A brief description of these processes will enable the reader to understand the more detailed and technical description to follow, and is, therefore, not out of place. Ordinary iron sheets will do for the manufacture of sign tablets; but a specially prepared charcoal plate can be had at a slightly increased price. The latter type is the best, for in many cases the scaling and pickling may, to a certain extent, be dispensed with. To make this article, however, as complete as possible, we shall begin from the lowest rung of the manufacturing ladder—i. e., from the first steps in the working of suitable iron.
Setting.—The plates may be received in sheets, and cut to the required size at the enameling factory, or, what is more general, received in sizes according to specification. The former are more liable to have buckled slightly or become dented, and have to be restored to a smooth and uniform surface by hammering on a flat plate. The operation seems simple, but an inexperienced operator may entirely fail to produce the desired result, and, if he does succeed, it is with the expenditure of a great amount of time. An expert setter with comparatively few and well-directed strokes brings an imperfect plate into truth and in readiness for the next operation.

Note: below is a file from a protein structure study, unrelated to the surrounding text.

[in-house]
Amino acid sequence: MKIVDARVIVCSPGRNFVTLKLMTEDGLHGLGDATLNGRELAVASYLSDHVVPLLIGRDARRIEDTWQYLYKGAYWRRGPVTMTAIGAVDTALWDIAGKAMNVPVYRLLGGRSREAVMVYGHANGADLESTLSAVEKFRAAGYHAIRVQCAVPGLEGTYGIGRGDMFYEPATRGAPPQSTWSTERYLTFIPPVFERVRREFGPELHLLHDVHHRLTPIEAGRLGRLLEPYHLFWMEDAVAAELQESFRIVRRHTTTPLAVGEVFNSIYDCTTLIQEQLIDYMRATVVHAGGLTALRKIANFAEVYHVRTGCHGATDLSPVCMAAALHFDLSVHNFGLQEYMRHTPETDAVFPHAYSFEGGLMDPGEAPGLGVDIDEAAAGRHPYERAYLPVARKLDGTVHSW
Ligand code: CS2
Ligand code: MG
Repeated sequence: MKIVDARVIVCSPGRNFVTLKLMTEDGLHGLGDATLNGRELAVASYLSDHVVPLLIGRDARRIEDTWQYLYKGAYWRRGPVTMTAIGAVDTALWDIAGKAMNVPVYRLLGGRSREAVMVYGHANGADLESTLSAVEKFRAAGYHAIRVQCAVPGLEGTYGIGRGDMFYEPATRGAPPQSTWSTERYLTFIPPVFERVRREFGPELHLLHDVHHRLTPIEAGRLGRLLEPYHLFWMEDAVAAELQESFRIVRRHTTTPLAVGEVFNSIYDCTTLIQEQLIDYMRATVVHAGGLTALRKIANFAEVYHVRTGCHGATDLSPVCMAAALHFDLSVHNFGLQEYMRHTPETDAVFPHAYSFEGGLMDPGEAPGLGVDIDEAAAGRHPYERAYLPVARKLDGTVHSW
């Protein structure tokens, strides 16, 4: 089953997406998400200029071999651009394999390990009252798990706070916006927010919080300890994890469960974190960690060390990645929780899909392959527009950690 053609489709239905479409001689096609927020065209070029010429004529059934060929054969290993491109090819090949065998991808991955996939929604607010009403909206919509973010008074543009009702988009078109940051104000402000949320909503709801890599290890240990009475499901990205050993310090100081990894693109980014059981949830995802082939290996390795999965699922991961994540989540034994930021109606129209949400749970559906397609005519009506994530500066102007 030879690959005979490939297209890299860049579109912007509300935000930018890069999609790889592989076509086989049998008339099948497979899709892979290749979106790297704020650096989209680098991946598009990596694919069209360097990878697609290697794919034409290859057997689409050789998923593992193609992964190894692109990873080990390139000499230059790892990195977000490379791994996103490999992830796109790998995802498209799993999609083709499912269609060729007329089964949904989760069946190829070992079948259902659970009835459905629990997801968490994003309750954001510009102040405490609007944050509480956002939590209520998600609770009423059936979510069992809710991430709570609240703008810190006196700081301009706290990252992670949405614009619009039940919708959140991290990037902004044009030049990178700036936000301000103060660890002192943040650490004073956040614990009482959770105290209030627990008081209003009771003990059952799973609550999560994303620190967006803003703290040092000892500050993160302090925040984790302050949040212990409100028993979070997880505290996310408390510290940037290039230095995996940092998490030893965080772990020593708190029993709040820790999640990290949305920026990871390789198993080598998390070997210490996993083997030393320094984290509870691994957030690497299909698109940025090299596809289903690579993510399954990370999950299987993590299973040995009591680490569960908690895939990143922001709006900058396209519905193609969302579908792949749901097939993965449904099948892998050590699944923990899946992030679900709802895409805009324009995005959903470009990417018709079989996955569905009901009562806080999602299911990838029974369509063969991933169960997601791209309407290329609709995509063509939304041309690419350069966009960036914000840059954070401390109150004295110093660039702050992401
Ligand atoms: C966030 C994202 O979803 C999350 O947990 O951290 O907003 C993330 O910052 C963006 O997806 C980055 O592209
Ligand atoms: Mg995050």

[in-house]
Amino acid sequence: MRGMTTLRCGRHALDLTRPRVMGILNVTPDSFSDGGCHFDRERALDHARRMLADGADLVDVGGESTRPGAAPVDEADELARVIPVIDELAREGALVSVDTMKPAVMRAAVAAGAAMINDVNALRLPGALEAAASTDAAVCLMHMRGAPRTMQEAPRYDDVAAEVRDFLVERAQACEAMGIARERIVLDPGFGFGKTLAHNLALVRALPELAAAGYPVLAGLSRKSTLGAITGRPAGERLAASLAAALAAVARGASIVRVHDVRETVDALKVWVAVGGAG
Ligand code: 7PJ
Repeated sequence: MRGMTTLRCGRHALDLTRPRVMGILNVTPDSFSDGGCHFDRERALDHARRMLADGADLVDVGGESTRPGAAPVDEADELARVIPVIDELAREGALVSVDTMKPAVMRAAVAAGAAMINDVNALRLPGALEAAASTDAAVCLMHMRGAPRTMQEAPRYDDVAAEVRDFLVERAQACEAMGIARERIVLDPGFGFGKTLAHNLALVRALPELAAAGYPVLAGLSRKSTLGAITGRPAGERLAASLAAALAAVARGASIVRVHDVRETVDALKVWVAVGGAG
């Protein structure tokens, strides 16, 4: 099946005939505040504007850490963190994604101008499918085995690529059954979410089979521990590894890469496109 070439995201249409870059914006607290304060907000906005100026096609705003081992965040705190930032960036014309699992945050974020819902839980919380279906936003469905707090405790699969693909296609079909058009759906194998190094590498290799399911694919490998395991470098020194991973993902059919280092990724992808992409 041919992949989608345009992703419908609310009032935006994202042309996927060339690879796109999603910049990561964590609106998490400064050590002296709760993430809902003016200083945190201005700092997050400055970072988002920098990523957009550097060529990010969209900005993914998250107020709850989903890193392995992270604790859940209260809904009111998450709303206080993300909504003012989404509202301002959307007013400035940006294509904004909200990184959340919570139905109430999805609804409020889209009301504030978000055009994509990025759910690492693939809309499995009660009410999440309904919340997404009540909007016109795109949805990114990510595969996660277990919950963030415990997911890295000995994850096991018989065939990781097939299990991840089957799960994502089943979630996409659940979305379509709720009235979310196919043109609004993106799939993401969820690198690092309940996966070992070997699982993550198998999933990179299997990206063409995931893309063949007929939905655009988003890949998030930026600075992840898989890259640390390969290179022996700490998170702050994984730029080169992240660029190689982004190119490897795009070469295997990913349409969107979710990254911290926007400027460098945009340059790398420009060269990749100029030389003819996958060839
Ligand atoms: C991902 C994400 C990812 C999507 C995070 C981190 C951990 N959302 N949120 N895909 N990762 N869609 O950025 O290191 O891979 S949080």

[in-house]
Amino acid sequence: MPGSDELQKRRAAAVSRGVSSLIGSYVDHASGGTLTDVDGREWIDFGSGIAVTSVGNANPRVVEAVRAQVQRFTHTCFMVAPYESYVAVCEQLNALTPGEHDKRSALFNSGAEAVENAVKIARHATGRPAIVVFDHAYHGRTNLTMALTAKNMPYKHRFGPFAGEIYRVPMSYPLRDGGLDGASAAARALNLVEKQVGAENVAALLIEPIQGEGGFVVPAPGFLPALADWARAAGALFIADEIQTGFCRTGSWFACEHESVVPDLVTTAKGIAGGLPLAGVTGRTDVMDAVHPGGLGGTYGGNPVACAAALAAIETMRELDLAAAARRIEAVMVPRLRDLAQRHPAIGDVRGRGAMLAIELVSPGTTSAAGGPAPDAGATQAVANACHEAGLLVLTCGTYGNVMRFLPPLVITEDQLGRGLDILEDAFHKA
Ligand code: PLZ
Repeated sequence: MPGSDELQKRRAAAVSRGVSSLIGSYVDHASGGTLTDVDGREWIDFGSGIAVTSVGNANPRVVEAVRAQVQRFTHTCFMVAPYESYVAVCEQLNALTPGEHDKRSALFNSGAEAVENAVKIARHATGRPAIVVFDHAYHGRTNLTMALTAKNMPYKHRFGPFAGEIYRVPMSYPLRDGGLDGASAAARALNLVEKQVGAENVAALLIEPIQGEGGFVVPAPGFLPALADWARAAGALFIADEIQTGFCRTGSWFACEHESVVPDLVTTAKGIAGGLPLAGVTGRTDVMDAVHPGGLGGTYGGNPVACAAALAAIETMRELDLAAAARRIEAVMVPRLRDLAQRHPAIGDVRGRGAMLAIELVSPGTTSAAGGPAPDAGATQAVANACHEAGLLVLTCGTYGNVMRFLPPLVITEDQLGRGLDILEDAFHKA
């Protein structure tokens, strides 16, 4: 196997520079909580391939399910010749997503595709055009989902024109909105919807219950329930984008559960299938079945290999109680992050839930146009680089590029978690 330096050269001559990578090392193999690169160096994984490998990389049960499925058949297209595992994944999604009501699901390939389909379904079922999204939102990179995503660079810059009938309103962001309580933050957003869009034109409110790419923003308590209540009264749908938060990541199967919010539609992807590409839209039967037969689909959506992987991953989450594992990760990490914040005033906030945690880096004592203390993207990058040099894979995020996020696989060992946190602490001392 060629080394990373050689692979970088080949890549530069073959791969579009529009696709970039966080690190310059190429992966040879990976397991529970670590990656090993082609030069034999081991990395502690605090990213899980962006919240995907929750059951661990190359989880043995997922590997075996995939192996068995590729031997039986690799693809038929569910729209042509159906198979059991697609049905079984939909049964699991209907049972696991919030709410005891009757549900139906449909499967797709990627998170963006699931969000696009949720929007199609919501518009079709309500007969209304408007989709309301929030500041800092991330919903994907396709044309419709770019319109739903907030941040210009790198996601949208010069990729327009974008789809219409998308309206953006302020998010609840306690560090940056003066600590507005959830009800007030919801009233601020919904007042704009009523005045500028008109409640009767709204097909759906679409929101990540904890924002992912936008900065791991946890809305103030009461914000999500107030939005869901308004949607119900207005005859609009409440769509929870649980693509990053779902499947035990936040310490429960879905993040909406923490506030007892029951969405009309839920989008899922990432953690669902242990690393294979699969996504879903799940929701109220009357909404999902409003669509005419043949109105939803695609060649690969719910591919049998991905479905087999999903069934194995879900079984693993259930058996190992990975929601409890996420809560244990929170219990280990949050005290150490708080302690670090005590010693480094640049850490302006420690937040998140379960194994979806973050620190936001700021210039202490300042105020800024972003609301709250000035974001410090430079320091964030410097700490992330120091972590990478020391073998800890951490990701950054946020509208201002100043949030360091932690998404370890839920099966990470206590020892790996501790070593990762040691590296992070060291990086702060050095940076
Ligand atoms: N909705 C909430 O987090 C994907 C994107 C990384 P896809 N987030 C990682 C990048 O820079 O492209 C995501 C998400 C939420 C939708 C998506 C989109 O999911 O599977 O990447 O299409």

Scaling and Pickling.—The annealing of the sheets in special furnaces loosens the scale, which can then be easily removed, after which immersion for some time in diluted sulphuric or muriatic acid thoroughly cleans the plate. 10
Firing to a red heat follows, and then a generous course of scrubbing, and the last traces of acid are removed by dipping in boiling soda solution. Scouring with sand and washing in clean water may follow, and the metal has then a perfect and chemically clean surface.
Mixing the Enamel Constituents.—Ground, foundation, or gray.— All articles, whether hollow ware or plates, are operated upon in a very similar manner. Both require the foundation coating generally called "gray." The gray constituents vary considerably in different manufactures; but as regards the use of lead, it is universally conceded that while it may in many instances be used with advantage in the enameling of sign tablets, etc., it should under no circumstances be introduced into the coating of articles for culinary purposes, or in which acids are to be used. The first successful commercial composition of this covering was: Cullet (broken glass), carbonate of soda, and boracic acid. This composition remained constant for many years, but ultimately gave place to the following: Cullet, red lead, borax, niter. The borax and red lead form the fluxes, while the niter is to "purify" the mass. Some of the later mixings consist of the following: Silica powder, crystallized or calcium borax, white lead, fused together. This would be called a frit, and with it should be pulverized powdered silica, clay, magnesia. This recipe is one requiring a very high temperature for fusing: Silica powder, borax, fused and ground with silica, clay, magnesia. This requires a slightly lower temperature: Frit of silica powder, borax, feldspar, fused together, and then ground with clay, feldspar, and magnesia.